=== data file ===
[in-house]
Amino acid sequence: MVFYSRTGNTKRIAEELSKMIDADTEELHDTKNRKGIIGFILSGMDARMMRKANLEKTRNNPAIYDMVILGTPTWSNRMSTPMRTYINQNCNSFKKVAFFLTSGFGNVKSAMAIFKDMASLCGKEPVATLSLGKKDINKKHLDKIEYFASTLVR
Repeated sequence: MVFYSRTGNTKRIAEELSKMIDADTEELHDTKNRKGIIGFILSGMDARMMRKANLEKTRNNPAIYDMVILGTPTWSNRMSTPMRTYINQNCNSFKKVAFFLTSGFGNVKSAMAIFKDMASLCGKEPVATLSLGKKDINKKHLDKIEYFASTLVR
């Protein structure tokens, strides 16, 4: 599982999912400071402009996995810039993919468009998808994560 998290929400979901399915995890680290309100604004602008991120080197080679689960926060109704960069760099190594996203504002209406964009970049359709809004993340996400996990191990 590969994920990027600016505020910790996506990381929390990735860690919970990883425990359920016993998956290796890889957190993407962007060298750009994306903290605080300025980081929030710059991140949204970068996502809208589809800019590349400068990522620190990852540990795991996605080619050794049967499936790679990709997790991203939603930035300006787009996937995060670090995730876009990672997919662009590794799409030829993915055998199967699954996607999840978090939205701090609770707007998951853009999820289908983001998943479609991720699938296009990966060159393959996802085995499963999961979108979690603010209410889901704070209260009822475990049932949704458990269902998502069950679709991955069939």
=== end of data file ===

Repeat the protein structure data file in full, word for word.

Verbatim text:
[in-house]
Amino acid sequence: MVFYSRTGNTKRIAEELSKMIDADTEELHDTKNRKGIIGFILSGMDARMMRKANLEKTRNNPAIYDMVILGTPTWSNRMSTPMRTYINQNCNSFKKVAFFLTSGFGNVKSAMAIFKDMASLCGKEPVATLSLGKKDINKKHLDKIEYFASTLVR
Repeated sequence: MVFYSRTGNTKRIAEELSKMIDADTEELHDTKNRKGIIGFILSGMDARMMRKANLEKTRNNPAIYDMVILGTPTWSNRMSTPMRTYINQNCNSFKKVAFFLTSGFGNVKSAMAIFKDMASLCGKEPVATLSLGKKDINKKHLDKIEYFASTLVR
């Protein structure tokens, strides 16, 4: 599982999912400071402009996995810039993919468009998808994560 998290929400979901399915995890680290309100604004602008991120080197080679689960926060109704960069760099190594996203504002209406964009970049359709809004993340996400996990191990 590969994920990027600016505020910790996506990381929390990735860690919970990883425990359920016993998956290796890889957190993407962007060298750009994306903290605080300025980081929030710059991140949204970068996502809208589809800019590349400068990522620190990852540990795991996605080619050794049967499936790679990709997790991203939603930035300006787009996937995060670090995730876009990672997919662009590794799409030829993915055998199967699954996607999840978090939205701090609770707007998951853009999820289908983001998943479609991720699938296009990966060159393959996802085995499963999961979108979690603010209410889901704070209260009822475990049932949704458990269902998502069950679709991955069939």